I recently returned from a mission trip to Haiti, a country I am acquainted with, as I have been there seven times. Overall the western side of the island of Hispaniola is mostly devoid of jungle and woodland, having been stripped for wood to be made into charcoal for cooking fires.
It is difficult to imagine the bareness of the land around and north of Port-au-Prince; however, the southern portion in the Les Cayes area has a proliferation of jungle, farm fields and banana, plantain and mango groves. In Haiti, any critter caught or captured is fair game to be cooked. Needless to say, wildlife is scarce.
I always try to make a mental list of my wildlife encounters while “in country.” The trip was typical, with only a few species listed. I had three egrets, uncountable geckoes, a few small unidentifiable brush land birds, mourning doves and a rat.
I didn’t actually see it, but members of our group on the return to PAP from Les Cayes shouted out, “There’s a squirrel!” Our native Haitian missionary said, “No … it was a mongoose.”
Holy Rikki-Tikki-Tavi – I’ve read The Jungle Book, and mongooses are from India, not Haiti. Looks like Ol’ Jack was about to get a lesson in invasive species in a country other than the United States.
It seems the small Indian mongoose (Herpestes auropunctatus) was introduced to Haiti in the late 19th and early 20th centuries and quickly became an invasive species, greatly damaging the natural ecosystem on the island. They were originally introduced to help control the enormous populations of mice and rats, but when the rodents ran low, the mongooses started eating everything else.
In doing a little research on the mongoose population of Haiti, I learned a Ball State grad from Muncie did an honors thesis on the Haitian mongoose. To say the least, this struck me as odd learning that a certified mongoose master had matriculated from my favorite college, Old Fruit Jar Tech!
I read the thesis with interest and was struck by the fact mongooses are not easy to trap, even with dried fish, shredded coconut, Alpo dog food or Haitian peanut butter (which contains cayenne pepper). I’d say the peanut butter was a poor choice.
The thesis makes for an interesting read, and is online at http://bit.ly/2sDqaQW
New DNR recreation and fishing guides online
Your guide to Indiana's best values in outdoor recreation is now available at www.dnr.IN.gov/5280.htm and your guide to Indiana fishing is available at www.wildlife.IN.gov/2347.htm
The Department of Natural Resources’ 2018 Indiana Recreation Guide is the source for information on state parks, lakes, state park inns, Fish & Wildlife Areas, state forests and other DNR properties. Soon, free printed copies of each will be available at these locations, and at the DNR booth at the Indianapolis Boat, Sport and Travel Show through Feb. 25 at the Indiana State Fairgrounds.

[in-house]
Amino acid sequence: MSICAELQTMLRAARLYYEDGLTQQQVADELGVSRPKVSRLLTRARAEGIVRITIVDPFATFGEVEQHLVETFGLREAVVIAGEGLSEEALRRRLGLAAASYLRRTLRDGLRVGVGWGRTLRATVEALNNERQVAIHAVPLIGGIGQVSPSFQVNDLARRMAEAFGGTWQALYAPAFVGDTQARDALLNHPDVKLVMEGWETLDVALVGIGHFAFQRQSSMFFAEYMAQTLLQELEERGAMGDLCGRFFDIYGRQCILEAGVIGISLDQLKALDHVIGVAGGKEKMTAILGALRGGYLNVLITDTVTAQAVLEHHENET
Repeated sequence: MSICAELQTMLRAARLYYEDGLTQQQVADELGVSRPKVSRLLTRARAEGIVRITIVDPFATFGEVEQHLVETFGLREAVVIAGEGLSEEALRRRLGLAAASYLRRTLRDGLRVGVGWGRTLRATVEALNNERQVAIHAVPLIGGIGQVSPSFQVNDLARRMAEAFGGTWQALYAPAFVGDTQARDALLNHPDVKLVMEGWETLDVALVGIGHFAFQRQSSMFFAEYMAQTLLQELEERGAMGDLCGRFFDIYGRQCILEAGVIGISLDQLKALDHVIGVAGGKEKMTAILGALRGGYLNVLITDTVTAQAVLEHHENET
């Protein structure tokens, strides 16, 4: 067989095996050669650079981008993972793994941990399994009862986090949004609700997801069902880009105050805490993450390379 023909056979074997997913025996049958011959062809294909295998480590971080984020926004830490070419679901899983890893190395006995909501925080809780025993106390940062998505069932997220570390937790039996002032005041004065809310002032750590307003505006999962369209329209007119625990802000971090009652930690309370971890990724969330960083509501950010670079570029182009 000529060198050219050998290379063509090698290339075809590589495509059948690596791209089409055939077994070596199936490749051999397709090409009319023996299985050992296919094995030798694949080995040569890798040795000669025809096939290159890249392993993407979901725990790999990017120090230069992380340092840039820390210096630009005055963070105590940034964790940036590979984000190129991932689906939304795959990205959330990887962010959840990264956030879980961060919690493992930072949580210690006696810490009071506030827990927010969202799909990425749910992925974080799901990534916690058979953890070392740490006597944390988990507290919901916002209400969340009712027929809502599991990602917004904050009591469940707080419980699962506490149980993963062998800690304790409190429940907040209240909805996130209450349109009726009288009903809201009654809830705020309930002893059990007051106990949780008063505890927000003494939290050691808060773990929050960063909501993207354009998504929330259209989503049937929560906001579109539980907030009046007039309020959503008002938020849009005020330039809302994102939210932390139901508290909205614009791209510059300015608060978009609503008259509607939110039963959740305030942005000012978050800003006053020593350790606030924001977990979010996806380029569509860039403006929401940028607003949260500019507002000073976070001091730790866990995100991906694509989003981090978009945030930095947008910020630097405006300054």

Annual entrance passes for state park properties can be purchased in person at the gatehouse or offices of state park properties during business hours, at the Indiana Government Center South in Indianapolis during business hours or at http://stores.innsgifts.com
Indiana resident passes cost $50. For individuals 65 years old or older, the price is $25. Annual passes for vehicles with out-of-state plates are $70. Normal daily gate fees for residents at most properties are $7 per in-state vehicle. For more information on Indiana state park properties, visit www.stateparks.IN.gov
Fishing licenses can be purchased and printed at www.INHuntFish.com but they can also be purchased at retailers, county clerks and most DNR properties throughout the state.
Men charged with vandalism of nature preserve
Two men have been charged with trespassing and criminal mischief, allegedly causing at least $50,000 in damage to Fort Harrison State Park’s Chinquapin Rookery Nature Preserve. The two are accused of creating and/or maintaining an illegal mountain bike trail running for several miles through the nature preserve. They have been charged in Marion County Superior Court.
The preserve is a protected rookery (an area of nests or breeding grounds for birds) and is home to such wildlife as great blue herons and egrets. It was created in 2011 and covers more than 100 acres.
Firewood permits at McCormick’s Creek SP
The public is invited to cut certain downed trees in designated areas at McCormick’s Creek State Park for firewood. Trees eligible for firewood have fallen as a result of natural causes or have been dropped by property staff. They are along roadsides or in public areas such as campsites and picnic areas.
A firewood permit must be obtained for each load at the park office or gatehouse, and wood may be cut, between 9 a.m.-3 p.m., Monday-Friday. Permits cannot be purchased on observed state holidays. Permit sales and cutting begin Feb. 12 and end on March 30.
The cost of one pickup load is $10. All proceeds from firewood permit sales are used for resource management and restoration efforts, including replacement of trees in campgrounds and other public areas. For more information, call 812-829-2235.
McCormick’s Creek State Park is located at 250 McCormick’s Creek Park Road, Spencer, IN 47460.
The ban on transporting ash wood among Indiana counties no longer exists because the emerald ash borer insect is now widespread in the state. Rules for bringing firewood to DNR properties remain in place.
The DNR does not recommend long-distance movement of firewood of any species due to the potential for moving other insect pests and tree diseases beyond locally impacted areas. “Long-distance movement” is moving beyond the immediate county or surrounding counties.
The views and opinions expressed in this column are those of the author and not necessarily those of Farm World. Readers with questions or comments may contact Jack Spaulding by email at firstname.lastname@example.org or by writing to him in care of this publication.